09 Jan

Unsurfaced Track System? 

Although we have a big hardstanding and barn at the front of each of our tracks, the majority of our tracks remain unsurfaced.We chose not to surface our tracks for a number of reasons.

The biggest reason other than the cost, was not being able to figure out what the best, most cost effective and easy to maintain surface is... And then we realised...So what surface is good for horses with sore feet? Good ground for cantering, hooning and playing? Won't cause sand colic if they eat hay from it, and is easy to maintain and poo pick, whilst providing enrichment and a soft place to lie down? Is cost effective and won't break the bank? Is natural for horses?The answer is.. earth!! Good old good God given mud and dirt! 

The only catch is, it doesn't work for some for 3-4 months of the year (winter!).

Our horses live on track 24/7 365 days on the year. Our only surfaces are our big hardstandings at the front of each track, which surround the barn. These are ABSOLUTELY ESSENTIAL for keeping the horses, and we couldn't be without them whatever the weather!

 Somewhere dry to eat hay in the winter, and somewhere they have to walk over in order to access shade and water in the summer keeping their feet healthy and conditioned.Rather than 'hay stations' our hay is spread out around the tracks randomly each day, in a variety of different size holed haynets. We find this stops 'parking' and keeps the horses moving looking for the next net! The only stationary hay are our big bales, which are there for back up once the haynets are eaten, and are double or triple netted (depending how easy that particular bale is to eat) to ensure they go searching for the nets first.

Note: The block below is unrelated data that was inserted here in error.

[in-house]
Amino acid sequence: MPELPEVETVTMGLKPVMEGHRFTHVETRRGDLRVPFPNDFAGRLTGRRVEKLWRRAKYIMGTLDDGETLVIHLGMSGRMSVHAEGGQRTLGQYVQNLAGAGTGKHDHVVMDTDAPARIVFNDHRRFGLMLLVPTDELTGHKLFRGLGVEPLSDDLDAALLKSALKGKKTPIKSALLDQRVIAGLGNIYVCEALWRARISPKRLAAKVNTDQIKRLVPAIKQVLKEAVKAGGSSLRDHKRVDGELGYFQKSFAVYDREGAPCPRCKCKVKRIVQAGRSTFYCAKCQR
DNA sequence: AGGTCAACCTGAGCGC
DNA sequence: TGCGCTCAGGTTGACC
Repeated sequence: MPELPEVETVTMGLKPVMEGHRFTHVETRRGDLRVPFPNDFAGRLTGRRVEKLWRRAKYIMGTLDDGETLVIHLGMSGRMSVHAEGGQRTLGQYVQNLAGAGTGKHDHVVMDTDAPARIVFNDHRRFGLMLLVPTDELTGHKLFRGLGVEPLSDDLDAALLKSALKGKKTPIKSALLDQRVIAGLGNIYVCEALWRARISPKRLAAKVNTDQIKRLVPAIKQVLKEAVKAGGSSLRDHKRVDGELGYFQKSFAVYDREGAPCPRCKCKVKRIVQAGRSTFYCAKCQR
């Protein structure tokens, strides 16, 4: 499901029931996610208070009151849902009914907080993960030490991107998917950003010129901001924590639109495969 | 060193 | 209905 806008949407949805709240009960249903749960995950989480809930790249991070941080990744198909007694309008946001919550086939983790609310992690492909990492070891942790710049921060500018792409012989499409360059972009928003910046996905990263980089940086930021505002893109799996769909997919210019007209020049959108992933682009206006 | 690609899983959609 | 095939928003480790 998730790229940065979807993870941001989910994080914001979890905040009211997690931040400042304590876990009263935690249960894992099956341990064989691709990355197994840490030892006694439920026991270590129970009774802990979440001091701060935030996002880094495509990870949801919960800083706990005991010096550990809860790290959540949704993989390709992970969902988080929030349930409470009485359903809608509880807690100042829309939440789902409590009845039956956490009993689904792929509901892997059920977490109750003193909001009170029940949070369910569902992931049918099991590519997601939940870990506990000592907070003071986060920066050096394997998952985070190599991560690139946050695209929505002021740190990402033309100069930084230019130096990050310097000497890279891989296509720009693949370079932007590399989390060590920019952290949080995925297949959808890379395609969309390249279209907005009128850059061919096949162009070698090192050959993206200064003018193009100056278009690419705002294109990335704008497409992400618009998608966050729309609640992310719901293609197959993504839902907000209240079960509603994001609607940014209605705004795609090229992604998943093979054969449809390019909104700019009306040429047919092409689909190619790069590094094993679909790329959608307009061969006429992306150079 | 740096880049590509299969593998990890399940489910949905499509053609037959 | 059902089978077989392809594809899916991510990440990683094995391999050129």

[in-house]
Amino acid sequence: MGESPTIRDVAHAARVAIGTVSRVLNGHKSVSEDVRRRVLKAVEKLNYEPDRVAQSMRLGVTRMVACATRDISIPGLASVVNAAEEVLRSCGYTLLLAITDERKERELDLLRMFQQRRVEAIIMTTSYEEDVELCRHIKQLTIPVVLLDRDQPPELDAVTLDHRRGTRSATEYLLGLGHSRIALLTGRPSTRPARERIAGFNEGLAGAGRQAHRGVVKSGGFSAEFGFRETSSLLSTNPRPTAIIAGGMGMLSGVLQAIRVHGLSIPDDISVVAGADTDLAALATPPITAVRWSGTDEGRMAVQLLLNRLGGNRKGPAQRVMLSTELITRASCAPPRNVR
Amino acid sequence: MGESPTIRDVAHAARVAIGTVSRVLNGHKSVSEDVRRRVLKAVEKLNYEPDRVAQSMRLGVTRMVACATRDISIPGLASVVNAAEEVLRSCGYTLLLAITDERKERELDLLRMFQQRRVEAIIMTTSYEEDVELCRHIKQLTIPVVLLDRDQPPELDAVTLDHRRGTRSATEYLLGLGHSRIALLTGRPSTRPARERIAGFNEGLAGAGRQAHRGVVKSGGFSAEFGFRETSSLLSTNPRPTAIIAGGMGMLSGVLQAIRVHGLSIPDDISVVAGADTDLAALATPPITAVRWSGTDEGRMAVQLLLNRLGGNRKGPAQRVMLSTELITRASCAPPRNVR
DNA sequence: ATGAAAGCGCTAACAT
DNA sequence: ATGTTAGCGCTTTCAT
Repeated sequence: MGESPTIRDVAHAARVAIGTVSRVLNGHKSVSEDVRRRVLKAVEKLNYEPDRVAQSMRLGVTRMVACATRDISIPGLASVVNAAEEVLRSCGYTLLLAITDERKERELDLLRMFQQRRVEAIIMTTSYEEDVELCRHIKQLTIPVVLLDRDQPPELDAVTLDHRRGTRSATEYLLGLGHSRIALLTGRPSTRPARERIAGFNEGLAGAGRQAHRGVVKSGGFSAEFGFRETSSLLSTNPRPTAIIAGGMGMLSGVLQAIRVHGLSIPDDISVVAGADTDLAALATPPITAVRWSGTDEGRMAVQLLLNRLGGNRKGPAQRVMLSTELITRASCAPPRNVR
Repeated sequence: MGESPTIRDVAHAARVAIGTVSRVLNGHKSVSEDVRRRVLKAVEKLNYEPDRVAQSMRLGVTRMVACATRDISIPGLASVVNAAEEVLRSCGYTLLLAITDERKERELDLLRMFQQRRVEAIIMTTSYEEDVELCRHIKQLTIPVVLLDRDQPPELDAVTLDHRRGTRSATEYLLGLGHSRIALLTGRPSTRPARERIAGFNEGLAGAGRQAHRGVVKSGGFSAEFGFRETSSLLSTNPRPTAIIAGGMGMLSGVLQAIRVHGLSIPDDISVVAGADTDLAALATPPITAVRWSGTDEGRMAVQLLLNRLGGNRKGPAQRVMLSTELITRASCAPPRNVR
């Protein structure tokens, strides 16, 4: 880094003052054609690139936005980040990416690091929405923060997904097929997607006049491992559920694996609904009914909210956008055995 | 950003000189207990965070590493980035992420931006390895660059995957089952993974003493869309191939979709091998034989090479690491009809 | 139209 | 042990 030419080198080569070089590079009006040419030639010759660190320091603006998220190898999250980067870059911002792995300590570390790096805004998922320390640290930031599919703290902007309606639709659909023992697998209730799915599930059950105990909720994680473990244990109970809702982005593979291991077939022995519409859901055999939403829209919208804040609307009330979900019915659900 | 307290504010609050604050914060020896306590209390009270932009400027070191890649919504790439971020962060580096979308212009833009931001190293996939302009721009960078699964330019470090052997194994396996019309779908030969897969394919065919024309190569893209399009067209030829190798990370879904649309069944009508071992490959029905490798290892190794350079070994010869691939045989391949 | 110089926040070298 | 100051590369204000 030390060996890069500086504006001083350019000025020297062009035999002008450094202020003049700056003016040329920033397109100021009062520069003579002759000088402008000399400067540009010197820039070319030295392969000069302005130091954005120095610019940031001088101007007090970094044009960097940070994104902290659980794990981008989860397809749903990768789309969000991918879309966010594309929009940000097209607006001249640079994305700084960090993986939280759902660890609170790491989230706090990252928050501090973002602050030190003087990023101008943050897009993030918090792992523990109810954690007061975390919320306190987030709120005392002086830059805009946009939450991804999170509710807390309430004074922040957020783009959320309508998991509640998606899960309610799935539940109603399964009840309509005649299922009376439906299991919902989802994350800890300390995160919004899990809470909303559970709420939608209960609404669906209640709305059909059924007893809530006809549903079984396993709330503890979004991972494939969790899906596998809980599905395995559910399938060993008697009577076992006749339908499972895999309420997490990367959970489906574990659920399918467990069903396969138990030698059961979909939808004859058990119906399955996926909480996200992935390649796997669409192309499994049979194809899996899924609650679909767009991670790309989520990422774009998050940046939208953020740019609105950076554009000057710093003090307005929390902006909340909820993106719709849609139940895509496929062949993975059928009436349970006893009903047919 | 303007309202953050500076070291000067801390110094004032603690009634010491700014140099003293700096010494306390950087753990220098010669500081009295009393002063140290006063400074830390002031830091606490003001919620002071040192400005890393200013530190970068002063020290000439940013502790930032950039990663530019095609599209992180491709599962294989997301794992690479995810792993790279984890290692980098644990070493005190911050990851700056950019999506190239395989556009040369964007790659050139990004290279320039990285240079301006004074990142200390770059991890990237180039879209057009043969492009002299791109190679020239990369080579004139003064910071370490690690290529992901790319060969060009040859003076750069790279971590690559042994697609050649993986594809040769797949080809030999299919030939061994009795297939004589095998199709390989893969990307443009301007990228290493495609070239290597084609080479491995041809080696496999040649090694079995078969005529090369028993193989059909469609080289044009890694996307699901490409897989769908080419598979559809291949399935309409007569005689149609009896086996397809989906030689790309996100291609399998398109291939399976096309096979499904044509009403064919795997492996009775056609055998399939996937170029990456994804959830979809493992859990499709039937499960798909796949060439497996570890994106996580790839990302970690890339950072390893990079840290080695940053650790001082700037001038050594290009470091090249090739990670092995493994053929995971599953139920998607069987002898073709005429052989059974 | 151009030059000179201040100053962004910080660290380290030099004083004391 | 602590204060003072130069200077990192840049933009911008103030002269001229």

When the ground is very wet and/or muddy in the winter, rather that putting hay on track it is put on our hardstandings, so the horses don't have to go on the tracks and into the mud, unless they want to. The grass on track is very minimal and their diet is mainly hay, but we also like that they still have something else to nibble on and forage as this to encourages movement and provides a bit of enrichment. 

Yes short grass roots contain more sugar, but it comes down to quantity. There just isn't enough quantity of short grass for it to be an issue for any of our EMS or lami prone horses whereas I know with access to longer grass they would scoff and fill themselves up.

We don't disagree with surfaces at all, and they are ideal if your horse is completely grass intolerant and of course is provides a track all year, but we have found what works for us!

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